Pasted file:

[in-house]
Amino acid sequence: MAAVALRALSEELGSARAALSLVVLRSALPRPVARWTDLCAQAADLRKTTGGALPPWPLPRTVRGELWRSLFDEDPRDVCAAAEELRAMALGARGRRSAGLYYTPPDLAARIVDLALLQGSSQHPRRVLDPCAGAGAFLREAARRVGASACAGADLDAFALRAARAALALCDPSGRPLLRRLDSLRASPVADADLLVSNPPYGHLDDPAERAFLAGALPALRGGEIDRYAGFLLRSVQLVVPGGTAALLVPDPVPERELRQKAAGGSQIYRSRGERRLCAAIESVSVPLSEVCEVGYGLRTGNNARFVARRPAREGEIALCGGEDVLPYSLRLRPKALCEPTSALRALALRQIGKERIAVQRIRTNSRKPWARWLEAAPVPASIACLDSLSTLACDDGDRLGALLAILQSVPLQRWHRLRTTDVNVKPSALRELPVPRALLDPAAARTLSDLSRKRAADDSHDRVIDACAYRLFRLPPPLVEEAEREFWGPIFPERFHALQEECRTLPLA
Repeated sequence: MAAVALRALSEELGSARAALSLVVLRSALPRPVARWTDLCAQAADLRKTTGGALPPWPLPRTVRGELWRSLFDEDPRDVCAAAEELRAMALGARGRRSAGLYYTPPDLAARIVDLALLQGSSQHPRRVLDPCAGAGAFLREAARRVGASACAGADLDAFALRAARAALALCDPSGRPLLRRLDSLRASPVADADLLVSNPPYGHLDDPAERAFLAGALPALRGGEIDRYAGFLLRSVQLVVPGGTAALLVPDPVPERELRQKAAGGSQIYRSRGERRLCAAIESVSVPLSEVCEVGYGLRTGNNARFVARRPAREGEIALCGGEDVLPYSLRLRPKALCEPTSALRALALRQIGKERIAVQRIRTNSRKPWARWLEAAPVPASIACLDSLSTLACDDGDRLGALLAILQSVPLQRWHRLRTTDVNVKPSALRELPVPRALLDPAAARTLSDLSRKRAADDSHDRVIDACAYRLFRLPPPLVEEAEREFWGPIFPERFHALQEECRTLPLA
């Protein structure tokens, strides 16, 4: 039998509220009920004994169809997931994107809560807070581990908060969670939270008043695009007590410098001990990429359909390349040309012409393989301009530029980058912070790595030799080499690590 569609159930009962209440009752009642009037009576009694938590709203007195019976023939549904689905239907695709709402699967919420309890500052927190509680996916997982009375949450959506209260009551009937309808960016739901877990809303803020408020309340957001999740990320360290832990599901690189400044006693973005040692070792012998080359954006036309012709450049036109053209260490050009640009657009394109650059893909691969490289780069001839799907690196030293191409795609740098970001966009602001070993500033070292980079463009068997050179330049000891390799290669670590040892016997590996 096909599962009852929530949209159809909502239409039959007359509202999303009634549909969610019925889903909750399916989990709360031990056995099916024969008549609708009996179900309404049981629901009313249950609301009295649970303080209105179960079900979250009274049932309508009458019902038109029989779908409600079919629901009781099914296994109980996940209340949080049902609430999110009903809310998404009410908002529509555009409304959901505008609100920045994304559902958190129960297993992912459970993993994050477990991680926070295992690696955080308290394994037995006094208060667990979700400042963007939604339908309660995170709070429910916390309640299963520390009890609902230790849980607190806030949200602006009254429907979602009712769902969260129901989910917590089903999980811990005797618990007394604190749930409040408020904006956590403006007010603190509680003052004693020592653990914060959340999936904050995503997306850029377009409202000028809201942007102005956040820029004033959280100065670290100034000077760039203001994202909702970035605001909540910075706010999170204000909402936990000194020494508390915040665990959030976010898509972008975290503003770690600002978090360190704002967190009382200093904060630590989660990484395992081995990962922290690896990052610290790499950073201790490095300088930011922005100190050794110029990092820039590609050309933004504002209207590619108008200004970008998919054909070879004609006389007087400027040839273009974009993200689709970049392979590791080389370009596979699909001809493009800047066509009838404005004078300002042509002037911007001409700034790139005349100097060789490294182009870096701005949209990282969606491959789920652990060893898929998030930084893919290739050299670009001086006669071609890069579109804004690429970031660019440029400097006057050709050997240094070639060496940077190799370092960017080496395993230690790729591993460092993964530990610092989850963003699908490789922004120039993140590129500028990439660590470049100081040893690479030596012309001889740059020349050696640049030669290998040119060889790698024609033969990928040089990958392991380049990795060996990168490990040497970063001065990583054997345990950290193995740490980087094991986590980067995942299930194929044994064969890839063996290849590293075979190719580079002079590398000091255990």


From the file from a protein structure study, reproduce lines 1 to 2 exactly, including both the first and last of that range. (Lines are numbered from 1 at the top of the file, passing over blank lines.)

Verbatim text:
[in-house]
Amino acid sequence: MAAVALRALSEELGSARAALSLVVLRSALPRPVARWTDLCAQAADLRKTTGGALPPWPLPRTVRGELWRSLFDEDPRDVCAAAEELRAMALGARGRRSAGLYYTPPDLAARIVDLALLQGSSQHPRRVLDPCAGAGAFLREAARRVGASACAGADLDAFALRAARAALALCDPSGRPLLRRLDSLRASPVADADLLVSNPPYGHLDDPAERAFLAGALPALRGGEIDRYAGFLLRSVQLVVPGGTAALLVPDPVPERELRQKAAGGSQIYRSRGERRLCAAIESVSVPLSEVCEVGYGLRTGNNARFVARRPAREGEIALCGGEDVLPYSLRLRPKALCEPTSALRALALRQIGKERIAVQRIRTNSRKPWARWLEAAPVPASIACLDSLSTLACDDGDRLGALLAILQSVPLQRWHRLRTTDVNVKPSALRELPVPRALLDPAAARTLSDLSRKRAADDSHDRVIDACAYRLFRLPPPLVEEAEREFWGPIFPERFHALQEECRTLPLA